Easley Concerned About Trailer Safety
Gov. Mike Easley on Thursday called for assurances from manufacturers that North Carolina residents living in trailers aren't exposed to toxic fumes.Posted — Updated
The move was in response to a finding from the Centers for Disease Control and Prevention that the air in some temporary trailers being used by Hurricane Katrina victims has high levels of formaldehyde.
The CDC tested the air in 519 trailers and mobile homes in Louisiana and Mississippi and determined the formaldehyde levels were, on average, about five times what people are exposed to in most modern homes.
In a letter to Brad Lovin, executive director of the North Carolina Manufactured Home Institute, Easley asked the industry to ensure that no one buying mobile homes in North Carolina is exposed to high levels of formaldehyde.
"I am sure you agree that no one, whether living in temporary government-issued housing or in a manufactured home purchased by private individuals, should be subjected to health threats in their homes due to high levels of toxic fumes from materials used to build these homes," Easley wrote in the letter.
The governor wanted details on how much formaldehyde is used in manufactured housing, who is buying and selling such homes and how the industry plans to reduce the levels of toxic fumes.
Easley also said he plans to ask school districts to test for formaldehyde fumes in classroom trailers.
Because of the CDC's findings, the Federal Emergency Management Agency said it would step up efforts to move Gulf Coast hurricane victims out of more than 35,000 trailers.
FEMA Administrator R. David Paulison and CDC Director Dr. Julie Gerberding said at a news conference they hope to get people out of the trailers before the warm summer months, when heat and a lack of ventilation in the trailers could make formaldehyde accumulations worse.
"The real issue is not what it will cost but how fast we can move people out," Paulison said.
Gerberding said that although formaldehyde levels were low in some trailers, others were high enough to cause breathing problems for children, the elderly or people who already have respiratory problems.
About 5 percent had levels high enough to cause breathing problems even in people who do not ordinarily have respiratory trouble, Gerberding said.
Trailer occupants will be moved to apartments or hotels. If necessary sturdier mobile homes - pre-tested for formaldehyde - will be used, he said.
Even as it began a rush to move out thousands of victims of hurricanes Katrina and Rita, FEMA said it is sticking with plans to distribute mobile homes to victims of recent tornadoes. Thousands of FEMA trailers were intended for hurricane victims but have sat vacant at the Hope, Arkansas, airport.
Paulison said workers would air out mobile homes at Hope for up to two weeks and later test them. "We're not going to give somebody a mobile home that tested high for formaldehyde," he said.
In Louisiana, there are 25,162 occupied FEMA trailers. In Mississippi, there are 10,362, according to FEMA figures. Other states also have hundreds of trailers. At one time, FEMA had placed victims of the 2005 hurricanes in more than 144,000 trailers and mobile homes.
Paulison also said FEMA will never again use travel trailers to house disaster victims but may continue to use larger, better constructed mobile homes.
Commonly used in manufactured homes, formaldehyde can cause respiratory problems and has been classified as a carcinogen by the International Agency for Research on Cancer and as a probable carcinogen by the U.S. Environmental Protection Agency.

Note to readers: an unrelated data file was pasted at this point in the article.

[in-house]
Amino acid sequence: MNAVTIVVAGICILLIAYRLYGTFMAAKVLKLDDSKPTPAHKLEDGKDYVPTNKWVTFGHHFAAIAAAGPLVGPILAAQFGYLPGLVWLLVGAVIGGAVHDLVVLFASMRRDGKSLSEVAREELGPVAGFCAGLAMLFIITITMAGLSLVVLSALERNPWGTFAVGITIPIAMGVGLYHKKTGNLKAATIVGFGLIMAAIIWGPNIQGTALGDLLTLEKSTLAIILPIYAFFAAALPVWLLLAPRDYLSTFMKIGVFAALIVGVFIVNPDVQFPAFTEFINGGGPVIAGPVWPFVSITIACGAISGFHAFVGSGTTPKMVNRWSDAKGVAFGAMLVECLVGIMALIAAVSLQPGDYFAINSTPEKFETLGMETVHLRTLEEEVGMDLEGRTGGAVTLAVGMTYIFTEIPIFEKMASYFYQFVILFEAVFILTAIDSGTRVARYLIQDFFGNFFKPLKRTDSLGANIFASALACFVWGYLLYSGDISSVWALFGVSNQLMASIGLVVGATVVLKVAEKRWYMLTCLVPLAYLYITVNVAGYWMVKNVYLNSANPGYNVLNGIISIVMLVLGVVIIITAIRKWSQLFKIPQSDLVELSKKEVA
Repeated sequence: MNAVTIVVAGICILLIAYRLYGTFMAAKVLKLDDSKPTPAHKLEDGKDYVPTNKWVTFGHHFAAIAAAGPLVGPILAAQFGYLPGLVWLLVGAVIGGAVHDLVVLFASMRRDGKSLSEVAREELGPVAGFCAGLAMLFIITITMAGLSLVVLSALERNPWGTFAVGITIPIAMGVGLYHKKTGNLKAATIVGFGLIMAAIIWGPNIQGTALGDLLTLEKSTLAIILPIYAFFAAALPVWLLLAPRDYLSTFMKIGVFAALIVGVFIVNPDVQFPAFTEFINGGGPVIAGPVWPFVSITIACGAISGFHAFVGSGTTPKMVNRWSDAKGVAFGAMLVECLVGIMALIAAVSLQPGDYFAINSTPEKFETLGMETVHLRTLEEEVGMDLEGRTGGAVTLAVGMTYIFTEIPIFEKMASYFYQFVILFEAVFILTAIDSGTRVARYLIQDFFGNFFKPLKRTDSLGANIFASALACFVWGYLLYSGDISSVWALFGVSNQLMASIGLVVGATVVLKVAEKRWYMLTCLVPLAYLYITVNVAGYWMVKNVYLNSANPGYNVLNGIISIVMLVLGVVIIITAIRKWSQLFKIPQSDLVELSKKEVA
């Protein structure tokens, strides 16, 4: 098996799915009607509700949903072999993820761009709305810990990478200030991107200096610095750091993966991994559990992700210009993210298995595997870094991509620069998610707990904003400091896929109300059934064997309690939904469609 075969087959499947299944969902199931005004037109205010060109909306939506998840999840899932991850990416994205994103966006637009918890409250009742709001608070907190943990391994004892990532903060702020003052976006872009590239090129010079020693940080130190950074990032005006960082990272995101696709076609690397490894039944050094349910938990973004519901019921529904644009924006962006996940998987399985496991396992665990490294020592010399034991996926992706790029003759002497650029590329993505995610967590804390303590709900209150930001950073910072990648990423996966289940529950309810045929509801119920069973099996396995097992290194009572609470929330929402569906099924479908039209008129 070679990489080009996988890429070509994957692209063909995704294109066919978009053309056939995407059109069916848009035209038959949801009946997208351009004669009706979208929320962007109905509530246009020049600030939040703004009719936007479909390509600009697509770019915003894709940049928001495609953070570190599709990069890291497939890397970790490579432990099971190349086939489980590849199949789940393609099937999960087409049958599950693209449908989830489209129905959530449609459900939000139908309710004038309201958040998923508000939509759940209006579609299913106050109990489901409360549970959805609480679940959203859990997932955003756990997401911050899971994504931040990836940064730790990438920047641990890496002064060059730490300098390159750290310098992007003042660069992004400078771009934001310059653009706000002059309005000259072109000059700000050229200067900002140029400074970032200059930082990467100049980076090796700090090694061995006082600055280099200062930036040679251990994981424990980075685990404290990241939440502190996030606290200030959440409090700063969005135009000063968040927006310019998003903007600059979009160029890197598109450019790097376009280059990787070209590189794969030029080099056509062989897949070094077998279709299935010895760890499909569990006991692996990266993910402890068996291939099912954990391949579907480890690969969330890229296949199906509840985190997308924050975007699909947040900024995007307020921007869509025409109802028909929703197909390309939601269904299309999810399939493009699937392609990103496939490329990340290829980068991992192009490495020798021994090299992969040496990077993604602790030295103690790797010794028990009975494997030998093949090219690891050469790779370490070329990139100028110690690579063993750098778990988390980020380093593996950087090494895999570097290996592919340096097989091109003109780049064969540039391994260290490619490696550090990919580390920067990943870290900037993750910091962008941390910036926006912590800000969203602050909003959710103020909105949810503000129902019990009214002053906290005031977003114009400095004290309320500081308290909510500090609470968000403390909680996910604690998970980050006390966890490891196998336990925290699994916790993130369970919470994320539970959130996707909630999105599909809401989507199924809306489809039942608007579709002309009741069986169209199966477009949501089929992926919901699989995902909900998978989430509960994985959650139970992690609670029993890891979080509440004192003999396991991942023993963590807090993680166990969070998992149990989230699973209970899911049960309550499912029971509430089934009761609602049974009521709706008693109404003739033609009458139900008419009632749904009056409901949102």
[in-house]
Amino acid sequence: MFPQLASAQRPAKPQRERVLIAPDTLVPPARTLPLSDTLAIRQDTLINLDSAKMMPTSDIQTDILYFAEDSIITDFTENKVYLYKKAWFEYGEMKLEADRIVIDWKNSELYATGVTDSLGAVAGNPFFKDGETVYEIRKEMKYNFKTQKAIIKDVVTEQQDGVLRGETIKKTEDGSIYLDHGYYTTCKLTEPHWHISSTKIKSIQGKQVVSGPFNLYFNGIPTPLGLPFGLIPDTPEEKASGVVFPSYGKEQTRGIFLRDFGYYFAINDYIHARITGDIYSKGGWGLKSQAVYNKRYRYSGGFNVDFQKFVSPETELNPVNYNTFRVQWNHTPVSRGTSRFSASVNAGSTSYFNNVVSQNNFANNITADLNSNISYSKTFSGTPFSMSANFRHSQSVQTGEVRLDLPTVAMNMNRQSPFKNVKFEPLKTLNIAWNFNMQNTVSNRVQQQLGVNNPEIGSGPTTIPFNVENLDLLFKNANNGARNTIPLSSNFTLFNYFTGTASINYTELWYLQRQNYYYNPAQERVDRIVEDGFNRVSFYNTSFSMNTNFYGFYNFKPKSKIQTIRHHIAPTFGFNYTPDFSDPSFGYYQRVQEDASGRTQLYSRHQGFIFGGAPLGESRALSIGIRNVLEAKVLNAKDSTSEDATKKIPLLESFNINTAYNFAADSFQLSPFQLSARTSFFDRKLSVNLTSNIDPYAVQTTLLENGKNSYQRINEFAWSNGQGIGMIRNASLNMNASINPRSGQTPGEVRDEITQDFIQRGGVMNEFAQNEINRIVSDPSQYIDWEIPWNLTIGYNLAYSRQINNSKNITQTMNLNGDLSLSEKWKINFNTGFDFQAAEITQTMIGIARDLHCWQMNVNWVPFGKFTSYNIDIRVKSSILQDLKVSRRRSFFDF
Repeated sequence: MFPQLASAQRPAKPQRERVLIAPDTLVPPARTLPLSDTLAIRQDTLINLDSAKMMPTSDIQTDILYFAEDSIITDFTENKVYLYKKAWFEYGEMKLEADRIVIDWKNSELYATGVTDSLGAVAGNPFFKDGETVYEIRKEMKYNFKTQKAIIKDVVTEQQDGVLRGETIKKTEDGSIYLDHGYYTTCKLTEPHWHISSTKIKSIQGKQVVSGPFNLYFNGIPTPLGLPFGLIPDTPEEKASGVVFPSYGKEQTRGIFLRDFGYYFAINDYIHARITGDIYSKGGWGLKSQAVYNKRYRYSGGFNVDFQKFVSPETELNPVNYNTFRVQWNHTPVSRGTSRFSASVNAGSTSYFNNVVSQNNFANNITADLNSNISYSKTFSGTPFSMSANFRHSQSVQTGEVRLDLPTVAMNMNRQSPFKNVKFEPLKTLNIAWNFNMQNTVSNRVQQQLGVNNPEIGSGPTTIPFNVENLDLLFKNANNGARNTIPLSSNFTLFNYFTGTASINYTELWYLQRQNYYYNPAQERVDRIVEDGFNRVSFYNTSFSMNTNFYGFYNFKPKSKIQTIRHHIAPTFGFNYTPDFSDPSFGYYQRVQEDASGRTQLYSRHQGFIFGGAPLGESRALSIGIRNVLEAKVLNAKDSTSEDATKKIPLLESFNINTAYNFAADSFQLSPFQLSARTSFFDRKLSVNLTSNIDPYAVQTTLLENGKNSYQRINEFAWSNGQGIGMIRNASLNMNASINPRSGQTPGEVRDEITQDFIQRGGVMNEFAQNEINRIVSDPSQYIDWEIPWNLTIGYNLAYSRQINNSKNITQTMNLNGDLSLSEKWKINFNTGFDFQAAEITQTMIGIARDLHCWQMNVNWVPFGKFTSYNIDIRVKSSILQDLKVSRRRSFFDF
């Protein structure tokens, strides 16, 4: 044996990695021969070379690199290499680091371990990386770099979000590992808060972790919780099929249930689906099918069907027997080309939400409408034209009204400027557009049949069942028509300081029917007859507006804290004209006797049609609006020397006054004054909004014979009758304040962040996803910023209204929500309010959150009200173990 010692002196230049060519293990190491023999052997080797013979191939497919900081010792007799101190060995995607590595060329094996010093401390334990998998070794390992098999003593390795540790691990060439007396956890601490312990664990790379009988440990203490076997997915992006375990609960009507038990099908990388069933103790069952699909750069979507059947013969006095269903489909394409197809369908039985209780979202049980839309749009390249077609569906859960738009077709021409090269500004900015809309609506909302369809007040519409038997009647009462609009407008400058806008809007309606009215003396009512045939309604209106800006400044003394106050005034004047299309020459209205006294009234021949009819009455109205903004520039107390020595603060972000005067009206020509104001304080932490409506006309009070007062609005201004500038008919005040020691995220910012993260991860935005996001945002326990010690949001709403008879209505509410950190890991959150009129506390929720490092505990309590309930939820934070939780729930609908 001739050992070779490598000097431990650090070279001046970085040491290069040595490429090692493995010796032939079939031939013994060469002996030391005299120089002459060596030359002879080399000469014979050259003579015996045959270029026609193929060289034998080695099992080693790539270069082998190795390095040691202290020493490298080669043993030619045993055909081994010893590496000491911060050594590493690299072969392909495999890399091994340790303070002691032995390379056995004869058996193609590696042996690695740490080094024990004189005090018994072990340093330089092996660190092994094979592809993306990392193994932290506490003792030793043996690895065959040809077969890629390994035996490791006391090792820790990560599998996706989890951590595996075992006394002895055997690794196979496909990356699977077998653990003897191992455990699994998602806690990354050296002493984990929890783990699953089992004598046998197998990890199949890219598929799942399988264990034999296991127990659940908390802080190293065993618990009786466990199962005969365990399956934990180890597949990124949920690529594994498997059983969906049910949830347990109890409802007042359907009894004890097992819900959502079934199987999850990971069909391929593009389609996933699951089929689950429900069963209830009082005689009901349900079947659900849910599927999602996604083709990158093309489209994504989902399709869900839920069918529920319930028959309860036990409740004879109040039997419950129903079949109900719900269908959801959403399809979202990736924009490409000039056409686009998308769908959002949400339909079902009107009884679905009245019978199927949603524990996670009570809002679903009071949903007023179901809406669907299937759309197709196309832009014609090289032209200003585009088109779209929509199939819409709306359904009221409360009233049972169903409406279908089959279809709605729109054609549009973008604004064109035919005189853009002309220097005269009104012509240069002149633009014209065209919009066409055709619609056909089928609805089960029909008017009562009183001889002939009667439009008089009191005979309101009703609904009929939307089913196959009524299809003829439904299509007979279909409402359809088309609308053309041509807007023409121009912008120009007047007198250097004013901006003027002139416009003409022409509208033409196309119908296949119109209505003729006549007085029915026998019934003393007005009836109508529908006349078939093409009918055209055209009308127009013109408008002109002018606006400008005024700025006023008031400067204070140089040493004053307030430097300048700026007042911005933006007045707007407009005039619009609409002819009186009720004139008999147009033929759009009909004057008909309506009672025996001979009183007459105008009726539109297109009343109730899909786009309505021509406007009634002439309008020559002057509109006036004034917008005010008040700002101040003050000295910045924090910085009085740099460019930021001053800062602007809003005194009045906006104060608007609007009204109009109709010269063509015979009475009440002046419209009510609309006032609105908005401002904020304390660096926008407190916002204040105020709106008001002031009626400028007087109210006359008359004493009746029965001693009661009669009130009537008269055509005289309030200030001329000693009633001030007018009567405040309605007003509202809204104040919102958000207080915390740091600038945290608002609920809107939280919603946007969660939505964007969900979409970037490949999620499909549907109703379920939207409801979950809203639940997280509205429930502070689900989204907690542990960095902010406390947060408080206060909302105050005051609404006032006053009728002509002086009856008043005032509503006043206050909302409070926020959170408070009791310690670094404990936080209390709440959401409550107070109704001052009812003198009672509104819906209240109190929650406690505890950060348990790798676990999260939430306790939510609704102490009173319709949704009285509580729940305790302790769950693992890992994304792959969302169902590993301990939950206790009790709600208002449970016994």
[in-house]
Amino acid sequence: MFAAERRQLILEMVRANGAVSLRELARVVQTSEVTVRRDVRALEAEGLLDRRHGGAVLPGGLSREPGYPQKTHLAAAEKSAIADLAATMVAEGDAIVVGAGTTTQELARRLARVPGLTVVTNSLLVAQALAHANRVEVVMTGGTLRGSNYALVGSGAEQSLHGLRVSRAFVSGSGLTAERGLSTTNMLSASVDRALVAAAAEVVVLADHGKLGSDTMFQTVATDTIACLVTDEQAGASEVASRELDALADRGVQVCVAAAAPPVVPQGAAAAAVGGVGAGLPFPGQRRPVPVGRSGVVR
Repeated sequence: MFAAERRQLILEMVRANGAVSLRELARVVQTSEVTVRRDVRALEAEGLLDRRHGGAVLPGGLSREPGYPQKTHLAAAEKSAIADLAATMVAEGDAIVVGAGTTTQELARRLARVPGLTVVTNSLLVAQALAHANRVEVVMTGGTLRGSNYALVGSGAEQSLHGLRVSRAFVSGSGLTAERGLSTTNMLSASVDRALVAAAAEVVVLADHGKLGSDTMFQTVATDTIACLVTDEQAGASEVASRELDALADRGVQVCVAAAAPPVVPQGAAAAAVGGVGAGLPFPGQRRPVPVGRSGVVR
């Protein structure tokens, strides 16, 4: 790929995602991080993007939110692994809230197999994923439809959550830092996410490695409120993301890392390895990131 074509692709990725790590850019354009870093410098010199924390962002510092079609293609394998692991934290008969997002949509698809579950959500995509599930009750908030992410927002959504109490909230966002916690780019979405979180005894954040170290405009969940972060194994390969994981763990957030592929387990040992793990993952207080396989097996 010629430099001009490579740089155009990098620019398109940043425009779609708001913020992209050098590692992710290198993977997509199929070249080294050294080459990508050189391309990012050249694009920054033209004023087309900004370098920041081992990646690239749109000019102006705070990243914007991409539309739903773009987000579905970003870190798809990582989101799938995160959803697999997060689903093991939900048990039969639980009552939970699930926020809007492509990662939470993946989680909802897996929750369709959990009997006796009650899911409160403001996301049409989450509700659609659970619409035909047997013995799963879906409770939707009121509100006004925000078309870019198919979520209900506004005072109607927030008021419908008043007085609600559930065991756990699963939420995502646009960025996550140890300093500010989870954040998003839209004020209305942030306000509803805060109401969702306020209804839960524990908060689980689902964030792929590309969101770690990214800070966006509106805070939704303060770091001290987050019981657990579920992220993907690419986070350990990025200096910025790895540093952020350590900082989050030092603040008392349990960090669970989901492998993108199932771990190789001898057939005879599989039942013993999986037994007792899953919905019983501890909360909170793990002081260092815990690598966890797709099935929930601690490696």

The CDC said the levels of formaldehyde varied widely, and that some trailers had low levels. Others, however, had levels high enough to cause burning eyes and breathing problems for people who have asthma or sensitivity to air pollutants, said Mike McGeehin, director of a CDC division that focuses on environmental hazards.
"Am I angry at FEMA? Of course I am," Lynette Hooks, 48, said as she sat in her trailer near her still-damaged house in New Orleans. "They should have started moving people out of these trailers once they first started finding problems."
A former nursing assistant now on disability, she has been living in a cramped FEMA trailer next to her flood-ravaged house since October 2006, sharing it with her teenage son, 21-year-old daughter and the daughter's 9-month-old son.
Her tiny trailer is falling apart. Bed frames have dislodged from the superstructure and the door barely opens. Roaches climbed up a nearby wall as she spoke.
Hooks said that since she began living in the trailer, she has experienced headaches and sinus problems, in addition to the asthma she had before.
Roger Sheldon, 60, said in a telephone interview from Pascagoula, Miss., that he has noticed some symptoms, including eye irritation, since moving into the FEMA trailer placed on his property in Pascagoula, one of several Mississippi coast cities slammed by Katrina.
"It seems like I have had more respiratory problems since I have been in the trailer," he said Thursday. But he was not ready to blame formaldehyde for his problems. "You know you can walk into any new trailer, or house for that matter, and things like new carpet can cause irritation."
Sheldon said he was concerned with findings of toxic levels of formaldehyde fumes in the trailers but not overly alarmed.
"To be honest, I'm thankful to the government. I don't like the trailer but it beats the alternative for now."
With housing still in short supply - 80 percent of New Orleans was flooded, the pace of rebuilding has been slow, and rents are out of reach for many - Ernest Penns said he, too, was grateful for his trailer.
"I got nowhere else to go," said Penns, whose nearby home in New Orleans' Lower 9th Ward was still a shambles.
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